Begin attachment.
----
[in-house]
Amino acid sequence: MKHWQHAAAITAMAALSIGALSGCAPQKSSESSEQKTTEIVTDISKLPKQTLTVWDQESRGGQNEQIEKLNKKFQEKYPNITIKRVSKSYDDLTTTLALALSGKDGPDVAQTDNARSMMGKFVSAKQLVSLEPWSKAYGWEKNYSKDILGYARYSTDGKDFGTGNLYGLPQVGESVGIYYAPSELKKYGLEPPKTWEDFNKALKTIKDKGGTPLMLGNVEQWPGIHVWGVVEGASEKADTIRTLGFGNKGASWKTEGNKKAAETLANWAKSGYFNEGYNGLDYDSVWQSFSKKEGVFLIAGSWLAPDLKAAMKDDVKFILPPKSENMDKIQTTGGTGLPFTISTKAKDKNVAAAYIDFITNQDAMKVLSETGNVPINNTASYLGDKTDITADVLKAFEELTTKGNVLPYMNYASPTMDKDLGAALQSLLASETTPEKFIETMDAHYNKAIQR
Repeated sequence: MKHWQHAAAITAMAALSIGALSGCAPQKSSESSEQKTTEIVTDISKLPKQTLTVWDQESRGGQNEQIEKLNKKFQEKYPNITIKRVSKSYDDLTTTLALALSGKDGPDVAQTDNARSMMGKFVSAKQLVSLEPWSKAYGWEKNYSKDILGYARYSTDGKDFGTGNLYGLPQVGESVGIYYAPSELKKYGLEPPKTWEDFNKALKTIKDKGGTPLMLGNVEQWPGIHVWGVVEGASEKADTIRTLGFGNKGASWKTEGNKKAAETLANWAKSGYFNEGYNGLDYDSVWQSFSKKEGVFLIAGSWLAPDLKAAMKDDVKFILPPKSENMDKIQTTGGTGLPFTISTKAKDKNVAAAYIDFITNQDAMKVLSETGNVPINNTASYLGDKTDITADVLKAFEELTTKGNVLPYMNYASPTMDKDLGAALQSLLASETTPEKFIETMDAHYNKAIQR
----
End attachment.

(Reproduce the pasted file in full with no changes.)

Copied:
[in-house]
Amino acid sequence: MKHWQHAAAITAMAALSIGALSGCAPQKSSESSEQKTTEIVTDISKLPKQTLTVWDQESRGGQNEQIEKLNKKFQEKYPNITIKRVSKSYDDLTTTLALALSGKDGPDVAQTDNARSMMGKFVSAKQLVSLEPWSKAYGWEKNYSKDILGYARYSTDGKDFGTGNLYGLPQVGESVGIYYAPSELKKYGLEPPKTWEDFNKALKTIKDKGGTPLMLGNVEQWPGIHVWGVVEGASEKADTIRTLGFGNKGASWKTEGNKKAAETLANWAKSGYFNEGYNGLDYDSVWQSFSKKEGVFLIAGSWLAPDLKAAMKDDVKFILPPKSENMDKIQTTGGTGLPFTISTKAKDKNVAAAYIDFITNQDAMKVLSETGNVPINNTASYLGDKTDITADVLKAFEELTTKGNVLPYMNYASPTMDKDLGAALQSLLASETTPEKFIETMDAHYNKAIQR
Repeated sequence: MKHWQHAAAITAMAALSIGALSGCAPQKSSESSEQKTTEIVTDISKLPKQTLTVWDQESRGGQNEQIEKLNKKFQEKYPNITIKRVSKSYDDLTTTLALALSGKDGPDVAQTDNARSMMGKFVSAKQLVSLEPWSKAYGWEKNYSKDILGYARYSTDGKDFGTGNLYGLPQVGESVGIYYAPSELKKYGLEPPKTWEDFNKALKTIKDKGGTPLMLGNVEQWPGIHVWGVVEGASEKADTIRTLGFGNKGASWKTEGNKKAAETLANWAKSGYFNEGYNGLDYDSVWQSFSKKEGVFLIAGSWLAPDLKAAMKDDVKFILPPKSENMDKIQTTGGTGLPFTISTKAKDKNVAAAYIDFITNQDAMKVLSETGNVPINNTASYLGDKTDITADVLKAFEELTTKGNVLPYMNYASPTMDKDLGAALQSLLASETTPEKFIETMDAHYNKAIQR